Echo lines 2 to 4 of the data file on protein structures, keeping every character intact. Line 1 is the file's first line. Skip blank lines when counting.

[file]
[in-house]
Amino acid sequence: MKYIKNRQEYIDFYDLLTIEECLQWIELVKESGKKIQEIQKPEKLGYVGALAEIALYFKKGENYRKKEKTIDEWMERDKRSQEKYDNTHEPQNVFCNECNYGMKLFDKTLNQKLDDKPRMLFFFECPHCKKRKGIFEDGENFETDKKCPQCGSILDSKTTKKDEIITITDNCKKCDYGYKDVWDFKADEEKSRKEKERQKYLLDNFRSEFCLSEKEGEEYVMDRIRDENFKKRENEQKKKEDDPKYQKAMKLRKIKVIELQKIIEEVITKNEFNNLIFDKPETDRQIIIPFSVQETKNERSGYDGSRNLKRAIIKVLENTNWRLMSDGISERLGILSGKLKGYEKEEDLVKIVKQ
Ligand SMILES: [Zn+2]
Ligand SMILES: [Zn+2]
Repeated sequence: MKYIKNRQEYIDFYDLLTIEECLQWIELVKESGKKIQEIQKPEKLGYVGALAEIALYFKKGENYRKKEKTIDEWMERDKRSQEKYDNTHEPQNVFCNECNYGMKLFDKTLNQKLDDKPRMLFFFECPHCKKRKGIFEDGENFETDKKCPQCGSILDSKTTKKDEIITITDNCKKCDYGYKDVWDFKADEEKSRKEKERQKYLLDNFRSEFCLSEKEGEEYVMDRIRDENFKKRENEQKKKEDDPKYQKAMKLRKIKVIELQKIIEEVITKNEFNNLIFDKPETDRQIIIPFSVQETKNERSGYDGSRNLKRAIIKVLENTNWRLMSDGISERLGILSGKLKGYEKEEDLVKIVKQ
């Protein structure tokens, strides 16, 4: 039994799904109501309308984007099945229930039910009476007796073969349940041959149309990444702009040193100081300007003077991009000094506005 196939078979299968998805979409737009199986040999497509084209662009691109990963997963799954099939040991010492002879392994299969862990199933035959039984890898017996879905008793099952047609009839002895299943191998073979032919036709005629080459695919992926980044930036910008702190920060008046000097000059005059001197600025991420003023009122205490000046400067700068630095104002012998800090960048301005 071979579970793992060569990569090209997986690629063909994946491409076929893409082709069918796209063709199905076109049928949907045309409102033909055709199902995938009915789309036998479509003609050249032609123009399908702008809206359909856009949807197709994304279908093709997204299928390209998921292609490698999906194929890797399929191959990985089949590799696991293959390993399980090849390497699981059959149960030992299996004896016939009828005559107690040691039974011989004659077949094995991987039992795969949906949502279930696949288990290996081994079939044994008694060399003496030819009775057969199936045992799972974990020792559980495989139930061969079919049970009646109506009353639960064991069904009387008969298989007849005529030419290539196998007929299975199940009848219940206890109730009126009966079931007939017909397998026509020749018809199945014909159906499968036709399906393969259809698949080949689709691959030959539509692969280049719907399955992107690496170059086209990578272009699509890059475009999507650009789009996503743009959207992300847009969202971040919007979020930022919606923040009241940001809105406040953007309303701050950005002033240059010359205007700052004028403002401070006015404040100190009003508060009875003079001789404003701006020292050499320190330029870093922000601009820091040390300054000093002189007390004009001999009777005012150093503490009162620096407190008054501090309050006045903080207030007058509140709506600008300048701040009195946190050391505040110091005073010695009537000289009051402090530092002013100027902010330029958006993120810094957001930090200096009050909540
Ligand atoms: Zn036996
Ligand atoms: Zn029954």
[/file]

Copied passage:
Amino acid sequence: MKYIKNRQEYIDFYDLLTIEECLQWIELVKESGKKIQEIQKPEKLGYVGALAEIALYFKKGENYRKKEKTIDEWMERDKRSQEKYDNTHEPQNVFCNECNYGMKLFDKTLNQKLDDKPRMLFFFECPHCKKRKGIFEDGENFETDKKCPQCGSILDSKTTKKDEIITITDNCKKCDYGYKDVWDFKADEEKSRKEKERQKYLLDNFRSEFCLSEKEGEEYVMDRIRDENFKKRENEQKKKEDDPKYQKAMKLRKIKVIELQKIIEEVITKNEFNNLIFDKPETDRQIIIPFSVQETKNERSGYDGSRNLKRAIIKVLENTNWRLMSDGISERLGILSGKLKGYEKEEDLVKIVKQ
Ligand SMILES: [Zn+2]
Ligand SMILES: [Zn+2]